Rescheduling a dangerous drug
In early October, hydrocodone combination drugs, such as hydrocodone-acetaminophen, were reclassified under the federal Controlled Substances Act from “Schedule III” to “Schedule II” substances.
Schedule III drugs have a moderate to low potential for dependency, according to the U.S. Drug Enforcement Administration. They include Tylenol with codeine, ketamine and anabolic steroids.
Schedule II substances are more dangerous drugs with a high potential for abuse and the possibility of severe dependency. Among drugs classified as Schedule II are cocaine, methamphetamine, oxycodone, Adderall and Ritalin.
Schedule I drugs pose similar (if greater) dangers but have no medically recognized purpose. Schedule II drugs typically have medical uses. Schedule I drugs include heroin, LSD and methaqualone (Quaalude).
Hydrocodone-acetaminophen, a prescription painkiller known by such brand names as Vicodin, Norco and Lortab, was dispensed 1.2 million times to Medicare patients in Georgia in 2012, according to a new examination of federal records.
ProPublica.org, the investigative journalism website, analyzed more than a billion prescriptions covered by Medicare nationwide in 2012, tracking the most common prescriptions and the physicians who wrote them. Other million-selling medications in Georgia were the high-blood pressure drug Norvasc (amlodipine besylate, ranked No. 2) and the cholesterol drug Zocor (simvastatin, No. 3), ProPublica found.
But prescriptions for the hydrocodone “combination” drug that contains acetaminophen were filled 200,000 more times than Zocor or Norvasc, making the No. 1 Medicare prescription by far.
Hydrocodone is part of a class of narcotics called opioids, which are habit-forming, dangerous and subject to abuse. (Morphine, heroin, methadone and oxycodone are all opioids).
“I think it’s fair to say that opioids have been prescribed in a less than discriminating fashion in the past 10 to 12 years,” said Dr. P. Tennent Slack, a Gainesville anesthesiologist and pain specialist who is helping lead a campaign to cut down on prescription drug abuse in the state.
“If all these additional opioids were needed, shouldn’t we be seeing much greater patient satisfaction? Many more people saying, ‘My pain is much better?’” said Slack. “As far as I know, there’s no data that shows that.”
Slack is part of a wave of physicians across the country who are trying to stem the overprescribing of narcotic painkillers. And in that fight they have a new weapon: the federal government’s decision this fall to reclassify hydrocodone combination drugs as Schedule II controlled substances, rather than Schedule III.
The change means that doctors cannot call in or fax a hydrocodone prescription to the pharmacy; a hard-copy prescription is now required. Nor can doctors authorize refills of these prescriptions over the phone.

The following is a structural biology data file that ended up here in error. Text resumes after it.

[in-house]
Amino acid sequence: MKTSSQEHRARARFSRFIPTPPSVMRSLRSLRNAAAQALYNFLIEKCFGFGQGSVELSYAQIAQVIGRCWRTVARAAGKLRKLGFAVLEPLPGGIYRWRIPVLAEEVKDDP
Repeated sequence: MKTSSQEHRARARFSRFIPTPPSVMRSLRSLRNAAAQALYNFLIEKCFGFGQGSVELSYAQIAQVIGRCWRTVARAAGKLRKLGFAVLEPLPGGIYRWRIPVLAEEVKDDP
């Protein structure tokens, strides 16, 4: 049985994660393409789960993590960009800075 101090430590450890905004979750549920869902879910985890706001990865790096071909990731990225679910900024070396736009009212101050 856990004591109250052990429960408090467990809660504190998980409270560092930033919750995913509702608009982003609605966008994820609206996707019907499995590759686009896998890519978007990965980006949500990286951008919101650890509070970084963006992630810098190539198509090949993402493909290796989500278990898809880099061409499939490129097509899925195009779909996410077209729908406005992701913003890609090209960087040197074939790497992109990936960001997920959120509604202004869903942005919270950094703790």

Slack said the loss of those “convenience” factors will contribute to a reduction in hydrocodone prescriptions, and the reclassification to Schedule II will cause many primary care doctors to think twice before prescribing opioids. The campaign he’s helping to lead, which is funded by the Medical Association of Georgia Foundation, is called “Think About It: Prevent Rx Drug Abuse.”
Back in 2012, however (the latest year of the ProPublica analysis), hydrocodone was still king.
The No. 1 prescriber of hydrocodone-acetaminophen in the state was a Columbus pain physician who wrote 3,879 prescriptions for the drug, according to ProPublica’s Medicare data. Medicare, which covers people older than 65 and the disabled, pays for more than one in every four prescriptions in the nation.
Most of the top hydrocodone prescribers in the state were not in metro Atlanta, the news organization found. Only one Atlanta-area doctor — a family physician in Tucker — made the top 10 prescribers with 3,336 prescriptions.
The website found that the prescriber data can sometimes be misleading. “A pain specialist in Athens, Ga., was the third-highest prescriber of Schedule II drugs in the country in 2012, with more than 10,000 prescriptions,” ProPublica said. “But unlike many states, Georgia does not allow nurse practitioners and physician assistants to write prescriptions for these controlled substances on their own, requiring them to be signed by a physician. As a result, (the doctor) said he was credited with the prescribing of four other professionals in his practice.”
U.S. consumers account for nearly 100 percent of worldwide sales of hydrocodone and 81 percent of oxycodone, another opioid. Deaths by unintentional overdose from opioids quadrupled from 1999 to 2014, according to the National Institute on Drug Abuse, which estimates that 2.1 million Americans suffer from substance-use disorders related to prescription opioids.
The institute’s figures show that opioid prescriptions in the U.S. increased from 76 million in 1991 to 217 million in 2013.